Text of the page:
Momentum Says Rules ‘Overlooked’
Momentum is one of Spokane’s largest business associations. And its president is Gordon E. Budke, managing partner of Coopers and Lybrand, one of the country’s biggest public accounting firms.
But when it comes to bookkeeping, Momentum needs a little work: the organization will plead no contest to a finding by the Public Disclosure Commission that it failed to report more than $300,000 in campaign contributions over the last several years.
The business group, with more than 550 members, has contributed $473,000 to local ballot initiative campaigns since 1987 and didn’t report a penny of it.
Janelle Fallan, executive director of Momentum, said the failure to report was an oversight. “We were not trying to hide anything. If we were we would not have made such large contributions.
“When you are a busy and active organization sometimes things get overlooked that should be taken care of. Sometimes things fall through the cracks.”
Momentum staff did not realize they were supposed to report the contributions to the PDC, Fallan said. “It was a misunderstanding.”
State law requires reporting of campaign contributions, and Momentum could be fined up to $2,500 for multiple violations of reporting laws.
“We know they take violations seriously, as do we,” Fallen said.
Since the problem was brought to Momentum’s attention in August, they have filed the necessary reports, Fallen said.
She will appear in a public hearing before the PDC Tuesday on the findings that Momentum reported the contributions late.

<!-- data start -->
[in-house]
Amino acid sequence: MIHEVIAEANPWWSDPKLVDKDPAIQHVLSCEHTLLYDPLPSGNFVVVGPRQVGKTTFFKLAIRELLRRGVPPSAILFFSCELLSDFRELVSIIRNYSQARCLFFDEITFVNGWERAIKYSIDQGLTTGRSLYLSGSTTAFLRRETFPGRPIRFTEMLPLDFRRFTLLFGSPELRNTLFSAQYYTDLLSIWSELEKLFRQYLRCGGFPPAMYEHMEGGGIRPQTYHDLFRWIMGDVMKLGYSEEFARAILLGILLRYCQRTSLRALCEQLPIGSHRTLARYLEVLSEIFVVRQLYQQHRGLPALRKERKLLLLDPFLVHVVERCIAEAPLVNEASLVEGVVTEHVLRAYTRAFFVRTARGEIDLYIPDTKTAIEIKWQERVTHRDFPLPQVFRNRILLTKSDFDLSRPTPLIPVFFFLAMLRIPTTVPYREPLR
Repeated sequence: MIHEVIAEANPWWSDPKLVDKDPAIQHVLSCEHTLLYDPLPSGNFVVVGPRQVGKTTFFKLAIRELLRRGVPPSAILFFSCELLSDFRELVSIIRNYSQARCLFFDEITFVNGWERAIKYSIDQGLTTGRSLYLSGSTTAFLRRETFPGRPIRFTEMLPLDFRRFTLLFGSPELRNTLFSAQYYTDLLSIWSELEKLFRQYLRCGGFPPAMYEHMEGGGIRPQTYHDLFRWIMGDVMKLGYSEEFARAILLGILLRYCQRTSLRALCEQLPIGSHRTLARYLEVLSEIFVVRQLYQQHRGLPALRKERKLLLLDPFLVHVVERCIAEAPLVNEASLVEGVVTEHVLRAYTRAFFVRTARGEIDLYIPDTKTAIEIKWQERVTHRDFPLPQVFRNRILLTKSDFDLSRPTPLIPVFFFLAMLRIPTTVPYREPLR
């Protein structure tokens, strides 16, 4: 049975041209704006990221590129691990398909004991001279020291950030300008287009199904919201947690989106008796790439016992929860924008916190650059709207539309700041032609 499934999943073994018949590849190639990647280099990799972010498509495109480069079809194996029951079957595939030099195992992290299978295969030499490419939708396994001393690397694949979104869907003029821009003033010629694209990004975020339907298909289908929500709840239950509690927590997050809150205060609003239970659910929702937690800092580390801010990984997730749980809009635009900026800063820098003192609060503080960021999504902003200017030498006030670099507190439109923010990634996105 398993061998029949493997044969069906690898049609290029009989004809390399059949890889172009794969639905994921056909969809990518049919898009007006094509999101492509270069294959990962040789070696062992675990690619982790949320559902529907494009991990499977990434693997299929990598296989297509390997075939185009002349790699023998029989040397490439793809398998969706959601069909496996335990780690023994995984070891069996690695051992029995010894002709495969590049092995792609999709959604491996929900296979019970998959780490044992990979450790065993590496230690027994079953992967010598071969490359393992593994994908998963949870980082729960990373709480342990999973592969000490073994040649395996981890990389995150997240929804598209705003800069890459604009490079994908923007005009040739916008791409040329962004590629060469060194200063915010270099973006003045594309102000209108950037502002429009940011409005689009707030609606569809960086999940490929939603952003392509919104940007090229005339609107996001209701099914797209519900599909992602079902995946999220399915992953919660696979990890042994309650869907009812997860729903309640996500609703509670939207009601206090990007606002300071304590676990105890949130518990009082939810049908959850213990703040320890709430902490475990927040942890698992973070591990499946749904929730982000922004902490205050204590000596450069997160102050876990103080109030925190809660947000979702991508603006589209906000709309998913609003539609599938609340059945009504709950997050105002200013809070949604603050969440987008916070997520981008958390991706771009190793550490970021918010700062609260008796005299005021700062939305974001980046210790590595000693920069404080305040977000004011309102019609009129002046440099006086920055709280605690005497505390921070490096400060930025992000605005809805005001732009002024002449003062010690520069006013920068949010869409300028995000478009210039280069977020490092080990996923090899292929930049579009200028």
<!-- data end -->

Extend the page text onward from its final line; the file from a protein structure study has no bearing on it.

The organization has given major contributions to the city’s biggest ballot questions over the years, including $100,000 to local ballot propositions in the last year alone.
Momentum put $50,000 into the campaign to build a Pacific Science Center at Riverfront Park and $50,000 into We the People, the charter review ballot proposition.
Looking for better terms
First former House Speaker Tom Foley sued to get rid of congressional term limits, and won. Now state lawmakers are looking to loosen up term limits at the state level.
Rep. Marlin Appelwick, D-Seattle, wants state law to be changed to allow lawmakers to serve 12 years in either house of the Legislature.
Current law, passed by the voters in 1992, allows lawmakers to serve up to 14 years in the Legislature, but no more than six years in the House and eight in the Senate.
Under Appelwick’s proposal, lawmakers could spend their entire 12 years in office in one body.
Changing the law would require a constitutional amendment, no easy feat. It requires a vote of two-thirds of each chamber, and approval by the people in November.
If that doesn’t work, Appelwick says he’ll file a suit to challenge the law’s constitutionality. He figures he can risk it: his district is safe.
But maybe Foley thought so, too.
Roughing it in Olympia
For Sen. Jim West, R-Spokane, the West Side truly is the Wet Side. His camper leaks. In the roof. Right over his head. “Like Chinese water torture. Bink, bink, bink,” West said, striking his forehead with a finger.
Like many lawmakers, West crashes in a camper during the session to save money. Good strategy, unless it leaks.
Other lawmakers have had rough starts to this whirlwind, 60-day session, too. Latecomers like Rep. Duane Sommers, R-Spokane, find themselves learning how to drive at the Indy 500.
Sommers served in the Legislature before. But he’s still had quite a jump start this session, because he’s finishing out the second half of former Rep. Todd Mielke’s term.
He’s walking into the middle of bills and debates left over from last session, and has already cast votes on major legislation.
“It’s like walking on stage in the middle of a play. And I feel like I don’t know any of my lines.”